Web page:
27 Nov Making Change: Innovation to Implementation
Creating innovation is a challenge all by itself. Paying for the long hours of imagining, building, and revising and then building again can be costly. Once built and ready to make its mark, funding the implementation of an innovation – whether it is a tool or a technique or a unique software solution – can be costly too. The innovation that drives discovery is the same type of innovation that has brought forward a newer way to fund delivery of discovery: pay for success.
An emerging payment and program model both here in the United States and abroad, pay for success is grounded in a brilliant focus on results and being able to measure precisely what results a given program, a given innovation, a new process or procedure has achieved. And only when that achievement is documented are those involved paid.
Though such a concept has lived for decades inside the private contractor, legal, consulting, and entertainment worlds, its arrival inside government and American health care has broader meaning. Pay for success as a tool to bring government, innovators, entrepreneurs, and well-meaning philanthropies together to launch programs that were previously unaffordable, can bring better care, better outcomes, and better and longer lives to many.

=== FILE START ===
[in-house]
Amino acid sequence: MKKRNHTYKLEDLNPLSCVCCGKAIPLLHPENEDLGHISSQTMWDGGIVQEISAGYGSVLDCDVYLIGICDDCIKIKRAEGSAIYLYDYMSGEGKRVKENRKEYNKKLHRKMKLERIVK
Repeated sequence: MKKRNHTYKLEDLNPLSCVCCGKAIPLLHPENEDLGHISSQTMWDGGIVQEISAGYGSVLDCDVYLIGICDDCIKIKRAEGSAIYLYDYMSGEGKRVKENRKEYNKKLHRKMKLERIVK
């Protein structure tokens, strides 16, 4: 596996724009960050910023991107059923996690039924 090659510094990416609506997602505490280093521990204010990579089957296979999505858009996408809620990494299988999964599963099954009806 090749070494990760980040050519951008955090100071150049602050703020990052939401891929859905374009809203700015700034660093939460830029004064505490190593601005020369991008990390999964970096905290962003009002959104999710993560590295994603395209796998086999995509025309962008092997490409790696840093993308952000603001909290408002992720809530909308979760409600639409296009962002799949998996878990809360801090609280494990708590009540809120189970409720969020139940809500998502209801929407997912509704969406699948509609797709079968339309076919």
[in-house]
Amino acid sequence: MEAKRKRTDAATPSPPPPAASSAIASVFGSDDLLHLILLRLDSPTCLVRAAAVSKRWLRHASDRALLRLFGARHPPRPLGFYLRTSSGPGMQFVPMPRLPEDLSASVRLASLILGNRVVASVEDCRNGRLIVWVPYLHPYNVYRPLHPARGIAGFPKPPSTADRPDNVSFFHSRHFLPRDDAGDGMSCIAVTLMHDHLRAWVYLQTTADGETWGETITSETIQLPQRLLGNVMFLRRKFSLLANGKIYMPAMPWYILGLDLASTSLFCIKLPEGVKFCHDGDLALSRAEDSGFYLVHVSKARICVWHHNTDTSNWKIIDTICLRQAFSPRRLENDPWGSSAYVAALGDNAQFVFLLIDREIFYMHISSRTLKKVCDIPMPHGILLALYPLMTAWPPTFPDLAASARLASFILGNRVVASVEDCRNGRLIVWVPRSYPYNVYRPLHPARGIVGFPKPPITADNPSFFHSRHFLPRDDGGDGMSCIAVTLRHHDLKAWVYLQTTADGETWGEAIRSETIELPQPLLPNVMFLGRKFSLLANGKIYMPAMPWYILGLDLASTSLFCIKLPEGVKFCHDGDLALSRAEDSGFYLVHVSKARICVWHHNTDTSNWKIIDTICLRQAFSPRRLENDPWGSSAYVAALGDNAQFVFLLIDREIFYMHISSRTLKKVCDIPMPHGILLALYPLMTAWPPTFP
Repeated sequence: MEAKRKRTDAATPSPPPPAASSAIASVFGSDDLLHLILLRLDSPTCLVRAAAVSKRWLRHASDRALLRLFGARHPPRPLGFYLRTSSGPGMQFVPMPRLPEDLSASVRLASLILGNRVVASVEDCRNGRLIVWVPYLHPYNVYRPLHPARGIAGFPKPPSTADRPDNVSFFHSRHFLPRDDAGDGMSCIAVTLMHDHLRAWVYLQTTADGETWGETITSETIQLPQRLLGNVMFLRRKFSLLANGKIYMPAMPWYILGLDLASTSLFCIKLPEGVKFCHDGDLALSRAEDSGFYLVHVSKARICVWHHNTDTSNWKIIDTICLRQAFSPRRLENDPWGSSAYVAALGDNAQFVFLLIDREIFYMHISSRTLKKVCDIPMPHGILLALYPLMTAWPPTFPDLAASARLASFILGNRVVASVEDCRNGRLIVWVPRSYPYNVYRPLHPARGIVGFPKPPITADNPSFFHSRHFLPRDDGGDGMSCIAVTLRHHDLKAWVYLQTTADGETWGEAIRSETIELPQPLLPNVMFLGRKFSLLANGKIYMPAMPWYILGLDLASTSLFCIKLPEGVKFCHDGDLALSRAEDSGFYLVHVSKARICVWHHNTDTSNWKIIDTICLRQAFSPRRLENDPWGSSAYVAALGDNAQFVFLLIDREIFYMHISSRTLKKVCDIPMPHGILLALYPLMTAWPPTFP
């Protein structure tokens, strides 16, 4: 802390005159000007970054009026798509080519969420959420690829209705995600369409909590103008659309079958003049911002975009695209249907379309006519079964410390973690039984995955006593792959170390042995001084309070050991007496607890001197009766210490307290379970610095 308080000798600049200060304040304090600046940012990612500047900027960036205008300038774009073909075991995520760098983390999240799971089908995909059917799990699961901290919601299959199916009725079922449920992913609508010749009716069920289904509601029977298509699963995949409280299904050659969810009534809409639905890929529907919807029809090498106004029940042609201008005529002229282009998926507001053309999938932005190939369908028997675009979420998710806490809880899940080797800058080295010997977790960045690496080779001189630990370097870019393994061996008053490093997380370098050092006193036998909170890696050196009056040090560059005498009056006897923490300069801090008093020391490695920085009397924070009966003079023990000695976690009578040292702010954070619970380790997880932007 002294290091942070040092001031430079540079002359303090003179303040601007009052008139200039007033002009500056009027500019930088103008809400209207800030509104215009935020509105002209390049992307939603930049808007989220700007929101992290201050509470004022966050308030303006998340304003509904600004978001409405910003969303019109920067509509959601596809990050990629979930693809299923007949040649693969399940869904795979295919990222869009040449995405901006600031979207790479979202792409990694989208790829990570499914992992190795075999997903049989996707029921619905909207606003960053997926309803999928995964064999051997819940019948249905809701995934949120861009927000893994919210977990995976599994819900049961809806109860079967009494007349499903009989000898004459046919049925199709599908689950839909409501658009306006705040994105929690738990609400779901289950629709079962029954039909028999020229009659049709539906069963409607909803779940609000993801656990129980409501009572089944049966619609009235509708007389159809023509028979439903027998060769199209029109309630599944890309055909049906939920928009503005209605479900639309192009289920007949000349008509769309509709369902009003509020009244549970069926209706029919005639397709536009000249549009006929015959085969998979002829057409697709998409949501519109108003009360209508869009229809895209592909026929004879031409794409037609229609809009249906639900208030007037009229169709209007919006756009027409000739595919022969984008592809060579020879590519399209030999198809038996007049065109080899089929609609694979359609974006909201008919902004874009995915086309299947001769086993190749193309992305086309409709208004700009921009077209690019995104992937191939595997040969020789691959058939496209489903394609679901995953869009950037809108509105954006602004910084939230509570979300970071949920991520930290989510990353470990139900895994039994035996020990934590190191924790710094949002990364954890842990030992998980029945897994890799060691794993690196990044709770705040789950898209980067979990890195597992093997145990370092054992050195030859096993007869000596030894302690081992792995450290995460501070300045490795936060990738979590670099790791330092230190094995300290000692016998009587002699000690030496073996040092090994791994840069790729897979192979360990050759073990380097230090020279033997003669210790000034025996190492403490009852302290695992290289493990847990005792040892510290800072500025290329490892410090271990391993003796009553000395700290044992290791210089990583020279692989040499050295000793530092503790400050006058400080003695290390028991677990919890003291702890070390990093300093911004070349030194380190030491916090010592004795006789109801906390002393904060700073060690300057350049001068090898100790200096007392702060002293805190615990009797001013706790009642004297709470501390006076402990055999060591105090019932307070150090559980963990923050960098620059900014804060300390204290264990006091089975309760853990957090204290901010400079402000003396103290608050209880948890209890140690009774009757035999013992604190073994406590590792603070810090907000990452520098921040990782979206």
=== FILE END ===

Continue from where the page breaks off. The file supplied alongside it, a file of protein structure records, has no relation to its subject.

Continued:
Innovation budgets for corporations and governments in difficult times are often the first to be stricken as nonessential. But innovation is always essential if any old problem is to ever have a new solution. Pay for success can make possible again dynamic programs that state, local, and federal governments’ budgets can no longer fund, while heightening everyone’s focus on measurable results.
Qmetis supports pay for success programs throughout the United States and believes in the effectiveness of its own products and approach, and the measurability of what we do, to engage with states throughout the country on pay for success initiatives in adult traumatic brain injury, pediatric traumatic brain injury, and soon stroke, sepsis, and childhood asthma.
You are likely to find more here in the months ahead on our efforts in pay for success.